The traditional story of Australia’s history before the arrival of captain James Cook in 1770 goes something like this: about 50,000 years ago, when the water levels were significantly lower, people migrated from South Asia to Australia. As the sea rose once more, they were cut off from the rest of the world, living a primal life as hunter gatherers and nomads. Not until the arrival of English settlers were the vast continent connected to the rest of humanity – as part of the British empire.
But it’s been challenged for centuries – ever since Cook’s discovery of the continent – by indigenous versions of aboriginal history. And new historical evidence has put the final nail in the coffin of this dated notion of Australian history.
Pottery shards in all the wrong places
The Lapita were a seafaring people credited with settling a good deal of Micronesia, Polynesia and Melanesia from 1600 to 500 BCE. Using large outrigger canoes to traverse the Pacific, the people settled islands in a clear pattern from West to East, leaving vast oceanic trade and cultural networks in their wake. Their sole navigational aids were the stars, currents and other natural phenomena, yet they – and other Polynesians – never lost their way. It’s a feat that still confounds experts.
Even though the Lapita culture stopped its migration after 600 BCE, the settlement of the Pacific continued for almost two millennia. The last known island to be settled was New Zealand’s South Island, finally reached around 1200 CE. (Although Polynesian knowledge of the island probably goes much further back.)
The way that archaeologists figure out which peoples settled which islands is through scouring the archaeological record. They link material culture to different peoples – such as specific ways of using shells in a necklace, explained further in my post about ancient African trade – and simply follow the evidence.
The calling card of the Lapita culture was pottery. They used sharp tools to stamp geometric designs onto their unfired, soft pottery. When fired, the designs set, creating a distinct, Lapitan pottery. Following and dating these pottery shards have taken archaeologists from the Bismarck Archipelago to Fiji, Tonga and New Caledonia.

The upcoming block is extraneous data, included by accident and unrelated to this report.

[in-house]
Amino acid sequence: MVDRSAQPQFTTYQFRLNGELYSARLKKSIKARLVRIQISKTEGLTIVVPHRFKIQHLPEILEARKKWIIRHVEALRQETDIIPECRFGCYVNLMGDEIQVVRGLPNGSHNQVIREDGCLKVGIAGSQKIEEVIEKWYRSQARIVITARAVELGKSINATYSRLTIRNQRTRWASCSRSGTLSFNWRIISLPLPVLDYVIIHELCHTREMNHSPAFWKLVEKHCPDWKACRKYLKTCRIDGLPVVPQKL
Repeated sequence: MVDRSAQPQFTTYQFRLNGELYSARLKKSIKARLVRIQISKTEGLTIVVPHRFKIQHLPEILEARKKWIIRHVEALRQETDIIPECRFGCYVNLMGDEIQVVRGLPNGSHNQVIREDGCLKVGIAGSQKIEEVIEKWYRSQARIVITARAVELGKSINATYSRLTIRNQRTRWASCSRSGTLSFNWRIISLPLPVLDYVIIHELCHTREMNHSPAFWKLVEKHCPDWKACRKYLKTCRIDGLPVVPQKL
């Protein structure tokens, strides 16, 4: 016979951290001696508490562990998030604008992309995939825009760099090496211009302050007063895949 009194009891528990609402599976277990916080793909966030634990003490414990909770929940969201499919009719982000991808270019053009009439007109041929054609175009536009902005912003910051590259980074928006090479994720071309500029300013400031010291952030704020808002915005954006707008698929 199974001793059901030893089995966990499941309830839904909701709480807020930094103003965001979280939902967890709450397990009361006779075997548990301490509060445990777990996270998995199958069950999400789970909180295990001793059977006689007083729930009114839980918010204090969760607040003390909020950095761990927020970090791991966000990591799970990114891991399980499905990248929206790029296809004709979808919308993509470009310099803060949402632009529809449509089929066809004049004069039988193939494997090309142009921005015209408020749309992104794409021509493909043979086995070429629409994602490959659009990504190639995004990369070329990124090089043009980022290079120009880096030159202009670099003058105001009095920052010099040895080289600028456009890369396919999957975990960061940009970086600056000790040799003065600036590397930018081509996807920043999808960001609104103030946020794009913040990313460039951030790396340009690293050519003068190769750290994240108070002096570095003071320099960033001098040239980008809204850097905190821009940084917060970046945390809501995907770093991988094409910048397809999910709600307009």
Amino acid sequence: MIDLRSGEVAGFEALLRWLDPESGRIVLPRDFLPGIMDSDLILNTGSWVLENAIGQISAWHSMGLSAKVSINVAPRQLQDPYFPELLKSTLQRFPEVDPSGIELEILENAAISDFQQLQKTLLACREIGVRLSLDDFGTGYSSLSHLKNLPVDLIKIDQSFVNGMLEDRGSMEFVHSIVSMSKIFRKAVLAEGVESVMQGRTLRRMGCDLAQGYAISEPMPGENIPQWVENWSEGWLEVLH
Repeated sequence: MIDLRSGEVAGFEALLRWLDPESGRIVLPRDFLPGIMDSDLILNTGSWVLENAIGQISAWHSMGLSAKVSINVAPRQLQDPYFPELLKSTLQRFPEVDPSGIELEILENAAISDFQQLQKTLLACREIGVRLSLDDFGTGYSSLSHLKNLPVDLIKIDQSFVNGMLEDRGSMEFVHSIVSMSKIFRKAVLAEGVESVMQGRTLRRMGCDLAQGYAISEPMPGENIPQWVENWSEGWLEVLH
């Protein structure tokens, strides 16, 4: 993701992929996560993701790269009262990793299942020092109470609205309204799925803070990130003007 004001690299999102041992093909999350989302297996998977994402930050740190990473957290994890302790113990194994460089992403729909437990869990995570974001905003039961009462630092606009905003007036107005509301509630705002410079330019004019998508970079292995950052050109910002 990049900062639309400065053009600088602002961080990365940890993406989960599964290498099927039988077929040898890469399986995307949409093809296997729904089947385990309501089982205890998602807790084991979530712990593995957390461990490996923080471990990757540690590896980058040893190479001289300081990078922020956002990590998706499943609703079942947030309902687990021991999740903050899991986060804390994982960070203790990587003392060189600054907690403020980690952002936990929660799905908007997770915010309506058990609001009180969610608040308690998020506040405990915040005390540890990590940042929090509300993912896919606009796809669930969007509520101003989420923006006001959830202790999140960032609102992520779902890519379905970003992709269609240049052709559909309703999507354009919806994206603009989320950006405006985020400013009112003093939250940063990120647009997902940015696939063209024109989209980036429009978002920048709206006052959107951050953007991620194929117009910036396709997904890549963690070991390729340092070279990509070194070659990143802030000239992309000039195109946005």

But in 2011, a group of archaeologists found Lapita pottery in Southern New Guinea. Since then, shards have been discovered hundreds of kilometres away from the area associated with Lapitan settlements, on Lizard Island, off the coast of Eastern Australia. This is evidence of contact between Aborigines and Pacific islanders, overturning the idea of an isolated, Australian community.
What’s even bigger is the age of the shards, up to 3,000 years old. Before the birth of Christ, Aborigines and Pacific islanders created a vast network in the Pacific.
One of the things that struck Europeans when they arrived in Australia was the lack of indigenous pottery making. This was construed by 18th and 19th century historians and archaeologists as evidence of Aboriginal backwardness. If a culture couldn’t even make basic pottery, it was seen as hardly better than primates.
Apart from being unapolegitically racist, it’s also blatantly wrong.
Much of the pottery found on Lizard Island is clearly Lapitan in origin. Yet many of the shards are made from materials native to the island.
This suggests that the Aboriginal islanders not only traded with their Lapitan counterparts, but also learnt how to fire and make pottery from them. Knowledge transfers like these require more than sporadic contact between cultures. In other words, it wasn’t just Lapitan islanders that travelled to Lizard Island: Lizard Islanders sailed to Lapitan lands as well.
This confirms indigenous knowledge that ancient Australia wasn’t just an isolated land of hunter gatherers living in off the land, but a place of many, vibrant cultures connected with each other through vast, complex trade networks.
Across the Coral Sea, from the coast of Australia to the islands of Polynesia, goods, languages and cultures flowed back and forth, and were transformed in the process. The Lapitan pottery shards is just one example. Others include pipes of bamboo, canoes and necklaces, not to mention dissemination of languages.
The historical community is finally coming to terms with what has been known among indigenous peoples for centuries. This begs a question: what other indigenous knowledge have we dismissed out of hand?
Want to learn more?
Mike Foley. “Captains of industry: Australia’s ancient seafaring trade rewrites history”, The Sydney Morning Herald. January 30, 2022.
David Abulafia. Boundless Sea: A Human History of the Oceans. 2020.
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